Carey Hart was given his first motorcycle at age four, and he hasn’t stopped riding since. The first man to land a backflip in competition has since retired from pro freestyle motocross, but Hart got into flat track recently, having bought and converted an Indian Scout for the Super Hooligan race series last year. So while he was checking out the new Scout FTR1200 Custom on display at Daytona this spring, Indian Motorcycle reps approached him to arrange a ride. The bike was shipped straight from Florida to Hart’s compound in Central California, where this video was born. We caught up with him recently to get his impressions of the bike, and ask him why it may well be his ultimate do-it-all machine.
So did Indian basically come up to you and say, “Hey, would you like to try this thing?”
Funny thing, ’cause I actually bought a 750, thinking I would throw it in my shop and give it to my kid when he turns 20, and then I saw the 1200 go viral on social last summer and started drooling over that. In Daytona, Reid and Taylor came over and asked me if I wanted to ride this thing, and I said, “Of course!”
When watching the video, it looks like you’ve taken the bike out to a purpose-built track—or are those just some trails you’re riding on?
That location is on my land, and the motocross-looking track you see there was my moto track, and that bike (the FTR) could actually handle it all. It might be tricky to load it up and head out to Glen Helen (a motocross track) but just on a natural turn track it was a blast. I had so much fun shooting there… I didn’t want to give that thing up.
I understand that not long ago you converted a stock Scout into a Hooligan racer. So what’s the comparison between that bike and this one?
I had a stock production Scout that I converted to do the Hooligan races specifically and have ridden it out on that track. This bike (the FTR) definitely does feel lighter and less bulky—the turning characteristics are night and day, but again, you’re comparing a Scout running around on dirt and trails to this; I mean the thing (FTR) turns on a dime. I was really, really surprised at how well it turns.
What about the riding position—is it more upright and streetable or do the ergonomics get into more of a racing stance?
Well, the way I was riding it—and the positioning of the pegs… If you kind of look at the ratio of pegs to handlebars—it’s a really comfortable bike to stand up on. From my motocross background, I don’t sit when I ride, I’m always on my feet, but it’s a really comfortable bike even to sit and cruise on trails with.
Any issues with the high pipes and heat management? I’ve heard stories of “burn notices.”
I actually had no problem with them. I was standing up a lot so I’m far from a traditional flat-tracker, but you know, those bikes you kind of ride toward the back of them a bit, and S&S actually did a really good job with the heat shields and all. Plus the sound of the pipes—man, just so nasty…so good.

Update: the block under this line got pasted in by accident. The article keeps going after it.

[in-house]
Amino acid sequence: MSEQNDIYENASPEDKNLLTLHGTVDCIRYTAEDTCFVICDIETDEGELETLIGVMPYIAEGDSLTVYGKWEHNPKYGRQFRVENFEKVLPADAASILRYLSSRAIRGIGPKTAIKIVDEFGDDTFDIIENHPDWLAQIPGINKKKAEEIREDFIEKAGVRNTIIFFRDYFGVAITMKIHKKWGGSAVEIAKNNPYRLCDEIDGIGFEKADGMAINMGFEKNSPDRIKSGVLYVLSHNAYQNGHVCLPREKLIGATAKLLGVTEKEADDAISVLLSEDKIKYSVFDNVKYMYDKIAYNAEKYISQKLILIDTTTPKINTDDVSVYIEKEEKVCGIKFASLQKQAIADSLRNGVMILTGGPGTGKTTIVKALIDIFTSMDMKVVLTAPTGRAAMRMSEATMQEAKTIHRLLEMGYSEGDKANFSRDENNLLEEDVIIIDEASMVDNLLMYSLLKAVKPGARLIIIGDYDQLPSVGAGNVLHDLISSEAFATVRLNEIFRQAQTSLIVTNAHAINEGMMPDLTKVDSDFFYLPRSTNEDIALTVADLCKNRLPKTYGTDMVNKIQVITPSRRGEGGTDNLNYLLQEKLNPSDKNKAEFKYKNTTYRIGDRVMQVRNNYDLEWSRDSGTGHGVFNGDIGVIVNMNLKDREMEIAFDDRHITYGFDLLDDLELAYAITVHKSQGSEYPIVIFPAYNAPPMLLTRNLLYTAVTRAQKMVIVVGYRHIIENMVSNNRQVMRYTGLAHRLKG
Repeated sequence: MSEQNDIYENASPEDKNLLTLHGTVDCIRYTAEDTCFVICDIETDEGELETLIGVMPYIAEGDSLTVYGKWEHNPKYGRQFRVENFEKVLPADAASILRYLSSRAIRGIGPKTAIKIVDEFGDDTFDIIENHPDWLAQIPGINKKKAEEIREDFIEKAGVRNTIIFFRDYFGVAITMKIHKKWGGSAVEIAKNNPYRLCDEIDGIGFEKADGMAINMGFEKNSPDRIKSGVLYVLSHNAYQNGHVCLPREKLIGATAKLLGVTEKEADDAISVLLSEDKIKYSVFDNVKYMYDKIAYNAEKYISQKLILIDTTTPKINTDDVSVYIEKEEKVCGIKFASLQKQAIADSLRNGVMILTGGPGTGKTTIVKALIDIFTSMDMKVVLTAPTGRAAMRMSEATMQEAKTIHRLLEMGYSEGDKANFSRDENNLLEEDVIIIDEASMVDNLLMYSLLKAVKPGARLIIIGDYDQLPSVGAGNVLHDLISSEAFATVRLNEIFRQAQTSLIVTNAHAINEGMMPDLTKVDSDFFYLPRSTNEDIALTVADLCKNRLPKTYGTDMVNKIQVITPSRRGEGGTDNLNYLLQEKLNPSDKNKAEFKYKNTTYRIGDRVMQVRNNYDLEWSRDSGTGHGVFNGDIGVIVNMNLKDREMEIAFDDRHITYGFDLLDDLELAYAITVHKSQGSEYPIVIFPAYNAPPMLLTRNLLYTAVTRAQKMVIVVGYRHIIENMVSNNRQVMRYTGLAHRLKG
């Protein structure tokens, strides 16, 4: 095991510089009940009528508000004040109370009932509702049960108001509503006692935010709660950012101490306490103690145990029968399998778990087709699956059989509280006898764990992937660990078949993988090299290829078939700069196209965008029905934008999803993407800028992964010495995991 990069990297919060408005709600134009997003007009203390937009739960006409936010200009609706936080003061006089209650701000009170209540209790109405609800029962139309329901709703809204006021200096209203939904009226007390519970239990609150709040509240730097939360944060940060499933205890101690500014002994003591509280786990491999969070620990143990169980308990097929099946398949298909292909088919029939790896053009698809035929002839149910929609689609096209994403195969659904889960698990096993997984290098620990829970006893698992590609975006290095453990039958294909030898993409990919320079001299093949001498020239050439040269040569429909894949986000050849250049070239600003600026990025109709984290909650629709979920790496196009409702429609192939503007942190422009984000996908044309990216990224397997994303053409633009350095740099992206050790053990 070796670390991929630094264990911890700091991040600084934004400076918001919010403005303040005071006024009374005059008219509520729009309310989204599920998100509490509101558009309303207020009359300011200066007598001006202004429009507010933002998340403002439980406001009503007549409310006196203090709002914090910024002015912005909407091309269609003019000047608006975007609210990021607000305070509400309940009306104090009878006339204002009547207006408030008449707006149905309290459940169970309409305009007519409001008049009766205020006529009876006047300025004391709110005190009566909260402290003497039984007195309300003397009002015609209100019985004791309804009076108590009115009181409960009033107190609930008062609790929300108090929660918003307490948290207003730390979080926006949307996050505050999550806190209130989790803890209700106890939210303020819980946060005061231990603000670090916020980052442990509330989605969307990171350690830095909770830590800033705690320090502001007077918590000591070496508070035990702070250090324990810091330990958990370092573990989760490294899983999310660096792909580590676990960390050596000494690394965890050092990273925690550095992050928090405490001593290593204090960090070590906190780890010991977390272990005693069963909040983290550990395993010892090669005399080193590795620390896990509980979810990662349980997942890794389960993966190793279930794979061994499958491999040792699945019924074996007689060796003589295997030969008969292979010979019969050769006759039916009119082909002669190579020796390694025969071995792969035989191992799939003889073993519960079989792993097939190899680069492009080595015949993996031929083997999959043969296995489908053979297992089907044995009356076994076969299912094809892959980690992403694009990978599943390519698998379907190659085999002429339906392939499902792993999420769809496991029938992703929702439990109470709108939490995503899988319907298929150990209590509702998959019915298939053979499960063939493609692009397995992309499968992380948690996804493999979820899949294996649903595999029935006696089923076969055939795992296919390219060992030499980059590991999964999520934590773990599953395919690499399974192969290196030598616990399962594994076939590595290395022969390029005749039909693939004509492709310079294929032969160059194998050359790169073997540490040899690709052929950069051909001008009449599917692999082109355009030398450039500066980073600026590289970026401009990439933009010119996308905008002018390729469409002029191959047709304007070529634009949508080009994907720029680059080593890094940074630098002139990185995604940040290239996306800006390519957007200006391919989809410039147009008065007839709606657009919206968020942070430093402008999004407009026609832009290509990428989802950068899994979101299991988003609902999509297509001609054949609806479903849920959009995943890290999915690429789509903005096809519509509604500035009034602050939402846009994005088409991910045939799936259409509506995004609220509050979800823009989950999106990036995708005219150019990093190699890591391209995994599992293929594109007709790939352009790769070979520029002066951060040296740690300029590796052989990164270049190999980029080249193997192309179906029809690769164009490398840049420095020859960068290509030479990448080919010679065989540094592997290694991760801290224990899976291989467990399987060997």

I’m not sure if you had a chance to take it out on the street, but what’s your feeling about tooling around on this thing, say, from café to café?
Absolutely no question—just the seated regular riding posture on it is really comfortable (though you probably want to lay down a little bit more seat foam). I’m praying that one day that thing hits production, ’cause for me that would be like the ultimate all-around bike. It’s just a fun little rip-around bike, not as big and clunky as an adventure bike or dual-sport. If you can find a detour that’s a dirt road, you’d probably want take it and then pop out on the asphalt. From looking at it, it looks like it’s ready to hit the road.
Were there any specific features that surprised or really made an impression on you after riding the FTR1200?
I would say probably a couple of things: the geometry of the bike and how well it… There’s no flop to the front end and it doesn’t feel like the front end’s too steep or too pushed out, and the rear wheel feels like it’s underneath…and doesn’t feel like it’s too far behind you. I think one of the coolest things is that it feels really light and nimble—it doesn’t feel like a traditional V-twin, a kind of bulky, heavy bike. I feel like the weight sits pretty low in it as well, it doesn’t feel top-heavy. It’s just really maneuverable. The other thing is, just aesthetically, looking at the bike, I was blown away by all the carbon (fiber) work on it. The carbon work is just insane.
Now, in a couple of days you’ll be transitioning to riding your Chieftain out in Germany (for Good Ride Salutes USAG Stuttgart). That’s going to be quite a different experience.
Yeah, I’ll be on my Chieftain in Germany, but I love my Chieftain. I’ve had a few of them now and tinkered on them and they’re just great bikes, just so comfortable. I have a couple of guys I ride with and we do like 500- to 800-mile days, and the road fatigue is next to nothing on that bike. But the event will be awesome. I’m really looking forward to it!
To sign up to get exclusive updates on the FTR1200 Custom (and view the videos), check out indianmotorcycle.com/en-us/ftr1200/.